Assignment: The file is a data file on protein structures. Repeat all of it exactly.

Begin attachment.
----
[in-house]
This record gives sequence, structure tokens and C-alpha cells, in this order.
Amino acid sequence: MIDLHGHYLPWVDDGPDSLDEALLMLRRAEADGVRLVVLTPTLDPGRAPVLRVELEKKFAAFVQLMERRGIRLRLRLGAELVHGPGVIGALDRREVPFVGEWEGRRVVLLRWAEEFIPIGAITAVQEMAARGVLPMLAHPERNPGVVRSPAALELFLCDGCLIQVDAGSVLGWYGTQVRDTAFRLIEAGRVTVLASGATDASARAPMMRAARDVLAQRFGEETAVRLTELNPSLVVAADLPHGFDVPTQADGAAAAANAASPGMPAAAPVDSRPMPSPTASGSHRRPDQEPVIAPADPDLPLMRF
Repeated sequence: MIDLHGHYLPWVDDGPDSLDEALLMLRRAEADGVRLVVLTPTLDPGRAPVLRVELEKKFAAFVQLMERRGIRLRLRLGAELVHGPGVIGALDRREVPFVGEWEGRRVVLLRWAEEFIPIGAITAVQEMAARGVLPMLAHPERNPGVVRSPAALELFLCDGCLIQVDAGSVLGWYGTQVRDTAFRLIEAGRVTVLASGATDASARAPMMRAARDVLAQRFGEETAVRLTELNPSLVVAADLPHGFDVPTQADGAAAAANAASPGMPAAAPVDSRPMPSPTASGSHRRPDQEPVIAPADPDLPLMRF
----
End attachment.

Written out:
[in-house]
This record gives sequence, structure tokens and C-alpha cells, in this order.
Amino acid sequence: MIDLHGHYLPWVDDGPDSLDEALLMLRRAEADGVRLVVLTPTLDPGRAPVLRVELEKKFAAFVQLMERRGIRLRLRLGAELVHGPGVIGALDRREVPFVGEWEGRRVVLLRWAEEFIPIGAITAVQEMAARGVLPMLAHPERNPGVVRSPAALELFLCDGCLIQVDAGSVLGWYGTQVRDTAFRLIEAGRVTVLASGATDASARAPMMRAARDVLAQRFGEETAVRLTELNPSLVVAADLPHGFDVPTQADGAAAAANAASPGMPAAAPVDSRPMPSPTASGSHRRPDQEPVIAPADPDLPLMRF
Repeated sequence: MIDLHGHYLPWVDDGPDSLDEALLMLRRAEADGVRLVVLTPTLDPGRAPVLRVELEKKFAAFVQLMERRGIRLRLRLGAELVHGPGVIGALDRREVPFVGEWEGRRVVLLRWAEEFIPIGAITAVQEMAARGVLPMLAHPERNPGVVRSPAALELFLCDGCLIQVDAGSVLGWYGTQVRDTAFRLIEAGRVTVLASGATDASARAPMMRAARDVLAQRFGEETAVRLTELNPSLVVAADLPHGFDVPTQADGAAAAANAASPGMPAAAPVDSRPMPSPTASGSHRRPDQEPVIAPADPDLPLMRF